The European Court of Human Rights (ECtHR) Case of S.K. v. Russia, judgment of 14 Feburary 2017

Piotr Sadowski



An increasing inflow of immigrants exposes European countries to unprecedented challenges in ensuring the efficiency of human rights. Rising xenophobia provokes states to narrowly interpret the 1951 Geneva Convention on the Status of Refugees. Among others, a rigorous application of the concept of an individualised fear of persecution excludes the general consequences of war. References to the safe parts of countries of origin are used to justify decisions on the non-granting of international protection. This analysis of the European Court of Human Rights judgment of 14 February 2017 in S.K. v. Russia (Appl. no. 52722/15) refers to all of above-mentioned themes. Moreover, the research compares the Council of Europe standards and Russian legislation and practice with those of the EU.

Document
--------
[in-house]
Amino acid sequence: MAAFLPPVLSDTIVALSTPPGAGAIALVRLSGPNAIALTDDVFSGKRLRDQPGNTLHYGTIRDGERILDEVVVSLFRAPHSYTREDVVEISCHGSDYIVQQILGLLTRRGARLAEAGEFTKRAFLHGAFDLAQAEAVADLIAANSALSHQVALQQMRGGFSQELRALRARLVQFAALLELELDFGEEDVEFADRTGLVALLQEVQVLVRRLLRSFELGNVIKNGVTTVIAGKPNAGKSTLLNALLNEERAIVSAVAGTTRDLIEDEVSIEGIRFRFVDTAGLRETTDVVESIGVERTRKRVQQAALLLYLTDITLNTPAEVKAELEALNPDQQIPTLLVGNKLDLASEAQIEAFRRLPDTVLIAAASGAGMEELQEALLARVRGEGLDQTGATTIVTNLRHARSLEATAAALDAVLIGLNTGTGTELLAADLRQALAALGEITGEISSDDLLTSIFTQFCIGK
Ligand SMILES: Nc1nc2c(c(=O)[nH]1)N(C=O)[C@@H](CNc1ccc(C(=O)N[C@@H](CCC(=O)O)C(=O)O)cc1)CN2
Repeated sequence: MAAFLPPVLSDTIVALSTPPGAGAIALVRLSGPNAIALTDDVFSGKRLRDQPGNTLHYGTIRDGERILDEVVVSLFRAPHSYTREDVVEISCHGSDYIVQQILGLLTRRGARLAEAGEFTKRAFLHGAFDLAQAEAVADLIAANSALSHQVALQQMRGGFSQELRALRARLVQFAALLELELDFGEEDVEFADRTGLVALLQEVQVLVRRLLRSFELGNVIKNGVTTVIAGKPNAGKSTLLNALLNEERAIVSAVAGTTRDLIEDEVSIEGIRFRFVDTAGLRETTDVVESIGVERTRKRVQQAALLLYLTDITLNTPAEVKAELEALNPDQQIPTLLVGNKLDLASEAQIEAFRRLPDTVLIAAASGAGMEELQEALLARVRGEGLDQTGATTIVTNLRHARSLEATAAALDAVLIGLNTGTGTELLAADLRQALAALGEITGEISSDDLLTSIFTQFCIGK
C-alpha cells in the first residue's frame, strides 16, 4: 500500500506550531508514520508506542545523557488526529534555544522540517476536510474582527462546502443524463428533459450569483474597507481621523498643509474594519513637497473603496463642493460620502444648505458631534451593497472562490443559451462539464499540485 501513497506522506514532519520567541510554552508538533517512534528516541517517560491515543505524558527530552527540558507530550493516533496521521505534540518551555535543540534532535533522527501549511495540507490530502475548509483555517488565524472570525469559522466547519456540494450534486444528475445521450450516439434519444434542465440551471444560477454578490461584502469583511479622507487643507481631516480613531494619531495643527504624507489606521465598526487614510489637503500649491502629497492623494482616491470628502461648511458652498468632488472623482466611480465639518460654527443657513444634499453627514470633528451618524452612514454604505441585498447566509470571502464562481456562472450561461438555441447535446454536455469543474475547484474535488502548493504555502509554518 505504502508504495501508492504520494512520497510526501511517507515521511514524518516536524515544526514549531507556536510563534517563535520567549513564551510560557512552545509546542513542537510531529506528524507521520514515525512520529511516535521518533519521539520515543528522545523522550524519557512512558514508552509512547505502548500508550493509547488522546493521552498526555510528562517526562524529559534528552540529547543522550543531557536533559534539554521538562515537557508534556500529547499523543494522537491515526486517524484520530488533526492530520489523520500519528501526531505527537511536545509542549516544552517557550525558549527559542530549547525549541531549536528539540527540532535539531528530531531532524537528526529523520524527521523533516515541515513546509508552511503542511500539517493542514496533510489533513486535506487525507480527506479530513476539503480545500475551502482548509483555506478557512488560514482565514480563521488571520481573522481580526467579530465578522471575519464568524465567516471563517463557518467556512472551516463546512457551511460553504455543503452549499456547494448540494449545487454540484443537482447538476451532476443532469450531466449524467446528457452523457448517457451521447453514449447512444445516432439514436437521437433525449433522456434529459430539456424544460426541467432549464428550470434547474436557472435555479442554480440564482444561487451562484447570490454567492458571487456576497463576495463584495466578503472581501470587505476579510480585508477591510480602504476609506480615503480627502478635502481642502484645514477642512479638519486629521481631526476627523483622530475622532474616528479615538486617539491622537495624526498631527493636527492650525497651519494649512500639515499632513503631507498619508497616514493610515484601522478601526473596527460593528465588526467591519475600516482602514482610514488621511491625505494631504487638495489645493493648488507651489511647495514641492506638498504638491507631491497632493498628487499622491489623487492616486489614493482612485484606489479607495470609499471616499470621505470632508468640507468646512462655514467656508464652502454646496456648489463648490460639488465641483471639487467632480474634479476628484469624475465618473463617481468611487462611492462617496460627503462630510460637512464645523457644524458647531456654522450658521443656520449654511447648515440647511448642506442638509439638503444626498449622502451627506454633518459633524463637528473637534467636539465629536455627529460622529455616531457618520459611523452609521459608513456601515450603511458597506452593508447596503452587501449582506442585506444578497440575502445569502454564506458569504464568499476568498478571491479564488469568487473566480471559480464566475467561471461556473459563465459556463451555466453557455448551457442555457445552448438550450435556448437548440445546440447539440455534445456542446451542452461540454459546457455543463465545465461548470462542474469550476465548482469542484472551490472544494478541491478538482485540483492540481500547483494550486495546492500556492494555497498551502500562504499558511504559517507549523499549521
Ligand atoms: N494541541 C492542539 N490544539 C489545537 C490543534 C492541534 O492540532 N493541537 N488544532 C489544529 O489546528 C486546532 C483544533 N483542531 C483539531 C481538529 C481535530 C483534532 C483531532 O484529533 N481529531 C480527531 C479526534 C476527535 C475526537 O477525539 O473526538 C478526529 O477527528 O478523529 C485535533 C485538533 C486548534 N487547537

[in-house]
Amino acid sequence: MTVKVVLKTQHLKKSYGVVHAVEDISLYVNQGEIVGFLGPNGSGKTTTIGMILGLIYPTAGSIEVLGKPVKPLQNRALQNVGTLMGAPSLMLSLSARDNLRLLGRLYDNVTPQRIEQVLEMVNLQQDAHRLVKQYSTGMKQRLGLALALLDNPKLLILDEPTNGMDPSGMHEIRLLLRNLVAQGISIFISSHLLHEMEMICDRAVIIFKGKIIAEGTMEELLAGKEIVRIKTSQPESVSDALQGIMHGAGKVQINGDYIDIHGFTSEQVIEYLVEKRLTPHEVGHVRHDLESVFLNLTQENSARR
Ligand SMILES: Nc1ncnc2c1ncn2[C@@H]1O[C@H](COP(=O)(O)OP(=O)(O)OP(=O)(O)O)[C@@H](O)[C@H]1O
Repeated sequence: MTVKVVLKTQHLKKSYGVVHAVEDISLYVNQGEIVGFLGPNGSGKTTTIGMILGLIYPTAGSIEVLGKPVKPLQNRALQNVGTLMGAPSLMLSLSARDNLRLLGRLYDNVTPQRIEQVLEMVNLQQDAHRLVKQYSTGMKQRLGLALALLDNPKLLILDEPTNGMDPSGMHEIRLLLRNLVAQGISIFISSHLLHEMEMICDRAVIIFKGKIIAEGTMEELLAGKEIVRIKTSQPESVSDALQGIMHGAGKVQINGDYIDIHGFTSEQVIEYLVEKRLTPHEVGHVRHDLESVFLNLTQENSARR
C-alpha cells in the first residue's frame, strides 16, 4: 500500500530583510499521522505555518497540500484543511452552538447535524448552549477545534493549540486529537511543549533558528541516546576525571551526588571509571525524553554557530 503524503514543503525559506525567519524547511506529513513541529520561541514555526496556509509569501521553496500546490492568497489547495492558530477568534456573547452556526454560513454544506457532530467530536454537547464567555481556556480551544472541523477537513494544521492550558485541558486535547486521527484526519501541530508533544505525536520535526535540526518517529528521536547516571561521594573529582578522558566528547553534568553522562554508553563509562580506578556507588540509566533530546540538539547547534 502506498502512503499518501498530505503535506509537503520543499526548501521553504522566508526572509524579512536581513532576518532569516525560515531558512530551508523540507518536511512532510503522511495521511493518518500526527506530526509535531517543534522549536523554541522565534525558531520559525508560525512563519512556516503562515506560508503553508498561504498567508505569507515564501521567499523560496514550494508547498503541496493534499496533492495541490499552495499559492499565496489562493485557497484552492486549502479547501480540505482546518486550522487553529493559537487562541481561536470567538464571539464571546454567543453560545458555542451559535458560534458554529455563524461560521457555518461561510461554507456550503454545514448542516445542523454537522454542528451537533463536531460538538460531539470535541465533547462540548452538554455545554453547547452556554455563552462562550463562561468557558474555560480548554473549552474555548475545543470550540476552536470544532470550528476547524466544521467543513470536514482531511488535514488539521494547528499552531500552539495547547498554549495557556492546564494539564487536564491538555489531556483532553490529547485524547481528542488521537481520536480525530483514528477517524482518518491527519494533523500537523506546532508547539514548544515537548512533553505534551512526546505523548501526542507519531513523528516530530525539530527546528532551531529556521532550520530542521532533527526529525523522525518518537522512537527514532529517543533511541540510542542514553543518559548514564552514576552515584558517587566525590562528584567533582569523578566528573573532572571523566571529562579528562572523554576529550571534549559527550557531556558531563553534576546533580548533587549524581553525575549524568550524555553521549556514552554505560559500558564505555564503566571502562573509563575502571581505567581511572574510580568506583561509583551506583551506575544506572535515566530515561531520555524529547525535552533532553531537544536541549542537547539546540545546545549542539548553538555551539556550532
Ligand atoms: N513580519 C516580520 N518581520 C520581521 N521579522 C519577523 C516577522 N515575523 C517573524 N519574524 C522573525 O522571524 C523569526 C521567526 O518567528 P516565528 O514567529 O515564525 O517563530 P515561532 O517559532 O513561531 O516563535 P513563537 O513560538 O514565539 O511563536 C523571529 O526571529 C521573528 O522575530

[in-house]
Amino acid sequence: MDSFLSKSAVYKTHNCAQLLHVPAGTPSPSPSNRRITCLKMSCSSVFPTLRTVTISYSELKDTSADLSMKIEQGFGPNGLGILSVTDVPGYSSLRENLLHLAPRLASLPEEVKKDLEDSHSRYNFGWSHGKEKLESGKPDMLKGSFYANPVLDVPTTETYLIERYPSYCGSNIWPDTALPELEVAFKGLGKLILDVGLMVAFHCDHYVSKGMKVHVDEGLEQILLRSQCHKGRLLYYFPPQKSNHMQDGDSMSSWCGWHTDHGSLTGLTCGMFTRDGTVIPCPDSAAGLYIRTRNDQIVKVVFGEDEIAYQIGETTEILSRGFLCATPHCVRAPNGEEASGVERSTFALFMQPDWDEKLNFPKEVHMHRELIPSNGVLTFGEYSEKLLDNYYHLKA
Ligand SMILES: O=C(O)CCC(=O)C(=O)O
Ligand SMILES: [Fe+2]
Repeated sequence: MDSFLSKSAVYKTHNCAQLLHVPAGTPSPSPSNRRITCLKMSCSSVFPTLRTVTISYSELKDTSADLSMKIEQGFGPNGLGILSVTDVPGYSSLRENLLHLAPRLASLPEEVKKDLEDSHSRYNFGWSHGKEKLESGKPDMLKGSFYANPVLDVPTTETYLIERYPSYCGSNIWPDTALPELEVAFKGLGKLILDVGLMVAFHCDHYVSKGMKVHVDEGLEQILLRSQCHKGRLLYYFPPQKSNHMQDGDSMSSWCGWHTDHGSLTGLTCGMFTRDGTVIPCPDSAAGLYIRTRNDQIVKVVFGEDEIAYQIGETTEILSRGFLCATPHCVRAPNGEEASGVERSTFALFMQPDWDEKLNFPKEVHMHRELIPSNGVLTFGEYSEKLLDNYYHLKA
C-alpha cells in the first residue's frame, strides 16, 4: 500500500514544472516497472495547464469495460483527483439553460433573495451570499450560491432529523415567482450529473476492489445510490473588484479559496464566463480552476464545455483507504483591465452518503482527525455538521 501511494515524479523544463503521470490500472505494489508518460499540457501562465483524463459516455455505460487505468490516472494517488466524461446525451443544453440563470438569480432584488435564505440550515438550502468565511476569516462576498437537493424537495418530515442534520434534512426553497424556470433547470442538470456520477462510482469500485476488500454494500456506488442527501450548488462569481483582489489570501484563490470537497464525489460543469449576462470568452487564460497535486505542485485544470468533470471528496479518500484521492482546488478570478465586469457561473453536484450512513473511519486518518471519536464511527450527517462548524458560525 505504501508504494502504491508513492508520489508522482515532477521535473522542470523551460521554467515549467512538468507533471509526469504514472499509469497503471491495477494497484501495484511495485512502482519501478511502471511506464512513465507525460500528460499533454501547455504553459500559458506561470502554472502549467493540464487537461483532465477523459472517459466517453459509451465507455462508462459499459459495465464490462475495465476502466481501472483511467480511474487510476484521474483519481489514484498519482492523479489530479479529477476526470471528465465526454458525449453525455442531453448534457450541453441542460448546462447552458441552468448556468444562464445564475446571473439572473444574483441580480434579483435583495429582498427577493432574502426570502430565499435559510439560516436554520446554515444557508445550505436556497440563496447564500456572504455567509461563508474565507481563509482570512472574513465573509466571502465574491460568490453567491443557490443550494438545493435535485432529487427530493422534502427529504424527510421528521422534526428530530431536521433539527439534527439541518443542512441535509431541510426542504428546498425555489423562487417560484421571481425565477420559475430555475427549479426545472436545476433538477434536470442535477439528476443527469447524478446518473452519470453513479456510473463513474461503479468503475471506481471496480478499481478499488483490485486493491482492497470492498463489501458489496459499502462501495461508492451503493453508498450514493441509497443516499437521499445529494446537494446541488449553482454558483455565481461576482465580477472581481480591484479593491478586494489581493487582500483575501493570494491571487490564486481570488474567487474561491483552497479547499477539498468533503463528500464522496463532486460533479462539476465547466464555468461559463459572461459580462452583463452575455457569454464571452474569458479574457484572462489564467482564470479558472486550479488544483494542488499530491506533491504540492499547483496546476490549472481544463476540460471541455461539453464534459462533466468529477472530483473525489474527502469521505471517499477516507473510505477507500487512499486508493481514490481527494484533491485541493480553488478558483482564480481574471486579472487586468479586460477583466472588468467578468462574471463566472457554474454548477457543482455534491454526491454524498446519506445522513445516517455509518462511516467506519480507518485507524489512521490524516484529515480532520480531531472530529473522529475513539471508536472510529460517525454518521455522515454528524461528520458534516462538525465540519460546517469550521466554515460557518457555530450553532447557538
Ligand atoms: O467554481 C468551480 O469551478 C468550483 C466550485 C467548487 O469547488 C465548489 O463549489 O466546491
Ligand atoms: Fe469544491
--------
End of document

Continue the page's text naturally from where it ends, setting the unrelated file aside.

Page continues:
refugees sur place; internally displaced persons (IDPs); individualized risk of persecution; detention; a general situation of violence

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